So, in theory: 0% commitment, 100% flexibility with baby.
Bjorn and I are very lucky and have great family around us, so when I want to work, and Bjorn can’t be at home, we have a loving list of willing relos ready to step in and day care.
- What kind of parent do I want to be?
We live in a world of expectations and trends (thank you social media) so it’s difficult to truly step away, detach and think about what’s deeply important to you when it comes to how you’ll raise your baby. Am I nature over nurture? Do I want a militant approach, full of organisation and rules to teach my child clear distinctions between right and wrong? Or do I want freeness and space, so they can explore the world and figure it out more for themselves? Will I raise my child under a religion? What diet will I introduce it to? Will I be a “I understand how you’re feeling right now but I’d like you to be calm so we can discuss the problem” kind of mum or a “I swear if you throw that on the floor one more time I’m going to send it flying so far even Dora The Explorer wont find it you little shit”… Who knows?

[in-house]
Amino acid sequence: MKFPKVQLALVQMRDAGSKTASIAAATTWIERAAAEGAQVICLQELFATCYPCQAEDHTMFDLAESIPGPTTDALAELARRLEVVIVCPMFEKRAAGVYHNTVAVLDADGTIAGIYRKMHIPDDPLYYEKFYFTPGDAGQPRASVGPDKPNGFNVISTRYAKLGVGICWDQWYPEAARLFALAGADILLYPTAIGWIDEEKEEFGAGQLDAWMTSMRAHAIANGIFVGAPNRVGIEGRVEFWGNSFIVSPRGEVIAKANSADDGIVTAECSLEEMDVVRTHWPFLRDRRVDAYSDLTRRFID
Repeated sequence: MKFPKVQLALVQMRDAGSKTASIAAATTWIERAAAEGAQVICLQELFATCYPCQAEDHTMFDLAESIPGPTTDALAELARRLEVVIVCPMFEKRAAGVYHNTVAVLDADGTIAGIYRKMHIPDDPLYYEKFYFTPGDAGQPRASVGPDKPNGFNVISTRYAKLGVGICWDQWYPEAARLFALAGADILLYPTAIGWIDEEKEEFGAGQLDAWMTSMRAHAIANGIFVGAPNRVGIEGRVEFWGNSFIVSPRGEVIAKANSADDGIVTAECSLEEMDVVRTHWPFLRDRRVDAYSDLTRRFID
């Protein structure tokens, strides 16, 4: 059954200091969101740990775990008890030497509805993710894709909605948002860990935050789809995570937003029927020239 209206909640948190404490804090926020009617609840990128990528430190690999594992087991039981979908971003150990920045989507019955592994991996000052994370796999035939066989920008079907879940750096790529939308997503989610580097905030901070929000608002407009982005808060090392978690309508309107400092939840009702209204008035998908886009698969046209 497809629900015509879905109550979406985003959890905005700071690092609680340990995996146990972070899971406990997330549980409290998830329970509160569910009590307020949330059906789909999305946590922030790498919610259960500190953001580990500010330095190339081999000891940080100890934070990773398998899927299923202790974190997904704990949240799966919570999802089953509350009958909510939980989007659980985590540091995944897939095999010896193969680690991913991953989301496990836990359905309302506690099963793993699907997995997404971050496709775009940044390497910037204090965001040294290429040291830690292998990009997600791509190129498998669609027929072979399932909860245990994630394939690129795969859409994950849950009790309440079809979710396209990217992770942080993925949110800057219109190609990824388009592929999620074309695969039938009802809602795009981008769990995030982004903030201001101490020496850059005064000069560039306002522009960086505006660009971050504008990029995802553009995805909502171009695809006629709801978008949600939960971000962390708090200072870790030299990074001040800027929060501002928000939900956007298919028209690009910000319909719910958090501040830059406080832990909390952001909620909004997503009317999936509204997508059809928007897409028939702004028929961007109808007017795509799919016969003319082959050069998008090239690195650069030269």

(I think I know.)
Bjorn and I have already decided on a few things; we’re going to be eco parents (typically on trend!) so biodegradable wipes, reusable nappies and plastic free to a realistic extent. The baby will be vegan-vegetarian, as we both are, at least until it understands where food comes from and can make an educated decision themselves. He/she will be encouraged to play an instrument (as Bjorn does). He/she will be encouraged to play a sport (as Bjorn does), and he/she will hopefully speak a second language (as Bjorn d… Hang on.
WHAT THE FUCK AM I BRINGING TO THE MIX?!)
Ambitious parents? Maybe.
Pushy? Nope. Ain’t nobody got time energy for that.
- Can I fuck this up?
The long answer seems way too scary, and burdened with case studies and social evaluations, not really my vibe. So I’m going to go with the short answer: NO. We’ve just got to do our very best, as others do and (hopefully) your parents did.
Good luck mammas!!